Wednesday, December 19, 2012

Devil's Graffiti

One of my favourite authors is, no, my favourite author is, Adrian Plass. His ability to communicate deep truth, often through humour is, I think, unmatched. Some write-off his books as silly humour and miss the true depth (in my view). His ability to entertain is of course worthy in and of itself but most of the time it is a means-to-an-ends. To communicate something more profound about God's love. He is also a good and skilled theologian but perhaps not in the traditional sense. And for me that is the key to his authenticity. Theology is important as it's about the truth of God but it is not what disciples of Jesus are called to - we are called to be disciples. Theology that does not change how we live is worthless. Plass's writing expresses the reality of a relationship and not just dry academic study. What you might call practical theology. Ultimately for a true disciple, no other kind is worthy of any consideration. 

Plass wrote some years ago about The Devil's Graffiti, drawing on Jeremiah 31 where God declares that he will write His laws on our hearts. A little bit of theological work is probably needed here to understand what this means. Certainly I think it a mistake to see it legalistically. Good laws increase freedom and I believe what Jeremiah 31 is saying is that God would change cold hearts such that external laws become less and less important. Plass's observation was that sometimes before God can begin to write said laws he first has to scrub away to remove the Devil's Graffiti that's in the way.

The problem, assuming your heart is anything like mine, is that negative graffiti has built up over the years leaving very little space for anything else. The devil gets busy with his infernal aerosol can! Things people have said, failures that have destroyed confidence, traumatic experiences, profound, unforgettable embarrassments – all sorts of things.
Usually each one tells you a lie about yourself:
you will never succeed,
you are not lovable,
God has cast you aside because of that sin,
you’re boring,
happiness is impossible,
your life has no purpose.
The almost invariable untruthfulness of these scrawling should be sufficient indication of their ultimate authorship. The father of lies is anxious that our hearts be covered with a confused mass of misinformation, some of it etched so deeply it comes close to breaking our hearts.
I have written elsewhere, in a different context about the poisonousness of lies. I don't think you have to believe in the spiritual interpretation to see the truth of the observation. Most people carry with them deep scars and things that have been burned into them that aren't true. This is of course, most profound in people who suffered in childhood - particularly from abuse but it is also true that some of us accumulate it over the years through constant knock-backs or repeated messages from the world around us. These lies - for that is what they are - are often deeply poisonous, affecting relationships, confidence and hope.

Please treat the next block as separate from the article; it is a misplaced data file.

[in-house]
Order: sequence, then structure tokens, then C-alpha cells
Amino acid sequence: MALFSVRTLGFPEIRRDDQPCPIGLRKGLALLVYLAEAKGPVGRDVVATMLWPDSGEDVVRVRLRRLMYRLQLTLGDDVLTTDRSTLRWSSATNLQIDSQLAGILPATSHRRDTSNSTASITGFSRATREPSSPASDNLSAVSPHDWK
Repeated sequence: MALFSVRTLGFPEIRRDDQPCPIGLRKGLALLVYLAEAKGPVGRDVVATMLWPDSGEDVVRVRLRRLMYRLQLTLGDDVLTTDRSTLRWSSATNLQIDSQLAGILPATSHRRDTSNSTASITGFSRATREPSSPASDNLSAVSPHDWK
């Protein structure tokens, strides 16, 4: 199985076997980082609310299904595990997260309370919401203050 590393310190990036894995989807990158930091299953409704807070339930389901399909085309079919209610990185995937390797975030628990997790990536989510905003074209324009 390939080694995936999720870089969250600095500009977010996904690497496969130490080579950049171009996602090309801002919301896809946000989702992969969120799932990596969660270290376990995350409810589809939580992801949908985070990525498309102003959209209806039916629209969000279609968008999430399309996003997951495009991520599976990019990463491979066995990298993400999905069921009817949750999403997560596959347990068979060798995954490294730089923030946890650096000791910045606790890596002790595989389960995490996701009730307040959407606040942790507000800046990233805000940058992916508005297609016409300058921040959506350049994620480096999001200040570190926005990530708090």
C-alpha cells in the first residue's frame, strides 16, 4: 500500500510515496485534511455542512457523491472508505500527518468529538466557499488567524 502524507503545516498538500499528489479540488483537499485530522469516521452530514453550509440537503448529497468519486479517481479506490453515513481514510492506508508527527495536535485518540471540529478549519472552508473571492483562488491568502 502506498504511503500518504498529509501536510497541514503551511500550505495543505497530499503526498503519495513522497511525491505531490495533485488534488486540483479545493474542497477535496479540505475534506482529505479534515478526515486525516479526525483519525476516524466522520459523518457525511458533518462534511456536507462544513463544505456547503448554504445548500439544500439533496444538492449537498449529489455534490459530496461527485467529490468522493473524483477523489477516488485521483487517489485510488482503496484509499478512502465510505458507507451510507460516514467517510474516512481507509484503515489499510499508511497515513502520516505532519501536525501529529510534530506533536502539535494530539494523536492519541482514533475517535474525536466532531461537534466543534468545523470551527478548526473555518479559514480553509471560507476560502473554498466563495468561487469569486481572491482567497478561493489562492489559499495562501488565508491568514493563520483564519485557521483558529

My own personal graffiti - well there's probably a few bits - but the most important one said simply this; "You are unlovable." I can chart particular experiences that are probably the origin of these words but it doesn't really matter. These words, scarred into me, often made liars of good people - for it didn't matter how much people expressed their love, it just wasn't actually possible for people to love me. It's not that I doubted them, I doubted me.

I believe in a God of healing. These words are faded now - God has spent a long time scrubbing away to remove them. In fact they're not visible most of the time; it's only when the rain falls in a certain way that you can see them at all.

I have seen in the lives of many people the poison of such lies. I think recognising them for what they are is the first step to ridding ourselves of them, the first part of the healing the process.


Sunday, December 09, 2012


Back in the day, when I was growing up, Crusaders produced yearly posters. These posters consisted of a bible verse with an illustrative image. The one I remember most vividly quoted 1 Samuel 16; "Man looks at the outward appearance but God looks at the heart." The image to accompany this verse was a hippopotamus. Presumably because this is an image of ugliness.

For reasons lost in the midst of time (and probably best left there) this became in family-lore "Man looks at the outward appearance but God looks at the hippo..." Now this silliness serves a purpose in that it makes the verse very memorable to me.

Then, when I (kinda) grew up I went to medical school and learnt anatomy. I learnt that there is a part of the brain (well, technically 2 of them) called the hippocampus. Now the hippocampus is part of the limbic system. It is somewhat questionable that the seat of the aphoristic human heart has any anatomical location but if it does, then it is the limbic system for this is the part of the brain responsible for emotions and instincts. So it turns out, worryingly that I was right all along, man does indeed look at the outward appearance and God looks at the hippo...(campus).

All of this extreme silliness is indeed going somewhere. Martin Luther King said that he dreamt of a world in which a child was judged not on the colour of their skin but on the content of their character. And whilst, in many aspects of life, racism itself is not tolerated, different kinds of superficiality still prevail. God however is much more concerned about what goes on in the heart (or limbic system if you prefer). In Matthew 23 Jesus expounds on this inside-out holiness. Get the heart right and the rest of life will follow.